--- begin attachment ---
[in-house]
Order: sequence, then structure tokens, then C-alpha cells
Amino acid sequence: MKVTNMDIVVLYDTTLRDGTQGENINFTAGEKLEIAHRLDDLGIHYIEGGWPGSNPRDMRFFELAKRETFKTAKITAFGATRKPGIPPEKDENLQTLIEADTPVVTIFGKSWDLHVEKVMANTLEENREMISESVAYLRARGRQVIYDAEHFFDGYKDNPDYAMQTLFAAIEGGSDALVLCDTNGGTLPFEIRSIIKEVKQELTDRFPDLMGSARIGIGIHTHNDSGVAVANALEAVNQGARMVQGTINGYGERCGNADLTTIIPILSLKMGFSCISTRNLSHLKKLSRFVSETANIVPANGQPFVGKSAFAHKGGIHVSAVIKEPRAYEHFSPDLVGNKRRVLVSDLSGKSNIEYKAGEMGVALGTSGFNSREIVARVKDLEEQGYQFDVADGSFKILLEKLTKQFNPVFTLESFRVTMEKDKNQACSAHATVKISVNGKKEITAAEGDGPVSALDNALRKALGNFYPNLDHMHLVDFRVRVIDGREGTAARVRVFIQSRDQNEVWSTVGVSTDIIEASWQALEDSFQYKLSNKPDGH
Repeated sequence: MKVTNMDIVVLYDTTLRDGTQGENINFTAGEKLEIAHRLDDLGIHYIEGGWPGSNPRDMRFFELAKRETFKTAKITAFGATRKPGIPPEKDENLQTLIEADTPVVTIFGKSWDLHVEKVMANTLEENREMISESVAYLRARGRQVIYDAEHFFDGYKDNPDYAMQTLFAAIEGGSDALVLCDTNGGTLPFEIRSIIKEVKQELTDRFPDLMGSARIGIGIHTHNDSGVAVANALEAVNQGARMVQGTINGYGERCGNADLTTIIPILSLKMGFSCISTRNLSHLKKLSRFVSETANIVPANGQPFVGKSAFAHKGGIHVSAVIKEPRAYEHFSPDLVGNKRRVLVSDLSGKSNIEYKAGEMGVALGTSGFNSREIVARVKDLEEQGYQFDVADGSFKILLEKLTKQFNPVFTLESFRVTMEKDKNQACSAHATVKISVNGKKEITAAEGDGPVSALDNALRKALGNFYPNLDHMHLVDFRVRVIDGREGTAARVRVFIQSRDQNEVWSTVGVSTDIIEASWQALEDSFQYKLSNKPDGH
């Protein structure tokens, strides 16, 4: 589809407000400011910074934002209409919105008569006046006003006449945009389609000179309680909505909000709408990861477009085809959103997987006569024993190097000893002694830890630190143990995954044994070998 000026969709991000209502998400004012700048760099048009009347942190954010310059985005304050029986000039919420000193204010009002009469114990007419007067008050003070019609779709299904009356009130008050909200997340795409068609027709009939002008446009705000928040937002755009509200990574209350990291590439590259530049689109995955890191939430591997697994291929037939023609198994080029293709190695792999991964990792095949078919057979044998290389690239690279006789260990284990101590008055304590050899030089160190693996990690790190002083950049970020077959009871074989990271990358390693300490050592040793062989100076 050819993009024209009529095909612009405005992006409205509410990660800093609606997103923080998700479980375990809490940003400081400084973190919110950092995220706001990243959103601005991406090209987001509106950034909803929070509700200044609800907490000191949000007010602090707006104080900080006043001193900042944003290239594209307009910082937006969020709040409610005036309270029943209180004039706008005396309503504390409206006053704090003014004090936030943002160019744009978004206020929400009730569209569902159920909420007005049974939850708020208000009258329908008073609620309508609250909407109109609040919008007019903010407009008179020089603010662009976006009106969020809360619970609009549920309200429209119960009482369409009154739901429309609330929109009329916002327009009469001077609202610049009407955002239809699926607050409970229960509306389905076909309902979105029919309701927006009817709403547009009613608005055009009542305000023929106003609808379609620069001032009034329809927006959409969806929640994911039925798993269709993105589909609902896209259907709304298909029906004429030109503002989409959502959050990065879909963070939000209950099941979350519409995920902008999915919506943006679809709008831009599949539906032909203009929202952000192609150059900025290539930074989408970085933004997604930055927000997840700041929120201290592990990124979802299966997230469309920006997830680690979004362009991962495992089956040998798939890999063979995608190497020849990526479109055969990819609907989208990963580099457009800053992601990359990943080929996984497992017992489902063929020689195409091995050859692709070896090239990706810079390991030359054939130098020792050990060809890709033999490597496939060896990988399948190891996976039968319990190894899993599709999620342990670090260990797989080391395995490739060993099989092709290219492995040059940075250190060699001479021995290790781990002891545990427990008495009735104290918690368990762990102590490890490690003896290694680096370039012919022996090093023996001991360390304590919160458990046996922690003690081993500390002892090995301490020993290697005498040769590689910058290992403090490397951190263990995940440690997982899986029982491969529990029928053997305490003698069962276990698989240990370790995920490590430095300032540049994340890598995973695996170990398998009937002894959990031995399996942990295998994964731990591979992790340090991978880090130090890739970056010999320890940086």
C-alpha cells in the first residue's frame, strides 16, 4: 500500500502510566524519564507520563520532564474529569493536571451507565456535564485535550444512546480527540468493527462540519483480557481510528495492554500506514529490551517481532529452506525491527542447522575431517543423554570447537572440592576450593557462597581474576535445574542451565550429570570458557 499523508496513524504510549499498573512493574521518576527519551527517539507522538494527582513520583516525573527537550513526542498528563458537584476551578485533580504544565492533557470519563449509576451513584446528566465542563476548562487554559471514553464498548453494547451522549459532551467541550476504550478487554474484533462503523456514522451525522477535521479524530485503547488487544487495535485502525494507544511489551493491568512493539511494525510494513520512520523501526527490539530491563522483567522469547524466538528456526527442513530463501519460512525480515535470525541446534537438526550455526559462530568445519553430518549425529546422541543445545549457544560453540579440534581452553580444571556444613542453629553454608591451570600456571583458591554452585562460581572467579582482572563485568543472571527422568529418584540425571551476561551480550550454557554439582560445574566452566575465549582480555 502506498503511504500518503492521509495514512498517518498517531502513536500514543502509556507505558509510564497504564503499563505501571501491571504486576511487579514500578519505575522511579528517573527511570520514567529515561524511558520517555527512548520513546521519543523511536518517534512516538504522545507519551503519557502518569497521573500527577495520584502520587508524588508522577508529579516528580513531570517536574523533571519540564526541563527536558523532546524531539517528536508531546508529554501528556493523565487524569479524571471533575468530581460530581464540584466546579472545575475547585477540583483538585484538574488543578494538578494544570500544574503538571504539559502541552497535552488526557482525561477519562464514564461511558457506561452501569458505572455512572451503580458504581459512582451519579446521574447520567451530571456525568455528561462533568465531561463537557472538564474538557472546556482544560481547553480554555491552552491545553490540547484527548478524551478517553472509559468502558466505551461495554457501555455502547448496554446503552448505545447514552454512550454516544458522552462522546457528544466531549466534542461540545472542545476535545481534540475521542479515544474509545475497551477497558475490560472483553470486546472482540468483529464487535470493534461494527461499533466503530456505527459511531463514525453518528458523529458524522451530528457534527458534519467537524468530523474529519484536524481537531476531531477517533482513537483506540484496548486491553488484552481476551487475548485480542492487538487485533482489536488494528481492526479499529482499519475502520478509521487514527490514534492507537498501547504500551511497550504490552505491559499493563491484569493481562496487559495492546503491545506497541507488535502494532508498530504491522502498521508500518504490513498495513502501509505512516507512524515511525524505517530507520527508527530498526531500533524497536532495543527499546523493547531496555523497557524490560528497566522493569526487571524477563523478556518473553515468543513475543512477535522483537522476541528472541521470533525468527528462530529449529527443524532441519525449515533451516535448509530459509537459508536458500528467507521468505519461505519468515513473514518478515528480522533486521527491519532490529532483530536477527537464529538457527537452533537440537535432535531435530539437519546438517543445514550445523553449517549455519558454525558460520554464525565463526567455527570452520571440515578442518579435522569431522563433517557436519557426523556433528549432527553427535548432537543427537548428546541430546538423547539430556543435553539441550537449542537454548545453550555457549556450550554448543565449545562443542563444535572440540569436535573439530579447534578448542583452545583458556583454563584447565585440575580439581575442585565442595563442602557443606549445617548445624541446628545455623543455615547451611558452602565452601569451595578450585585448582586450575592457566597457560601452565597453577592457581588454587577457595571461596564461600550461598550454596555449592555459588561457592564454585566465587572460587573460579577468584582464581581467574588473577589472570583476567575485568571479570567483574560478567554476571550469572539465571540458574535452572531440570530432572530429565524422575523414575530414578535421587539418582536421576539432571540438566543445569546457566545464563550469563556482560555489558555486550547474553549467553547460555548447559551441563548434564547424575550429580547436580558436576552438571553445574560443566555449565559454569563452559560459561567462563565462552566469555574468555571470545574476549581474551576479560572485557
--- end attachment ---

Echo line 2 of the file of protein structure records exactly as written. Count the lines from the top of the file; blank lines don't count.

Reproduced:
Order: sequence, then structure tokens, then C-alpha cells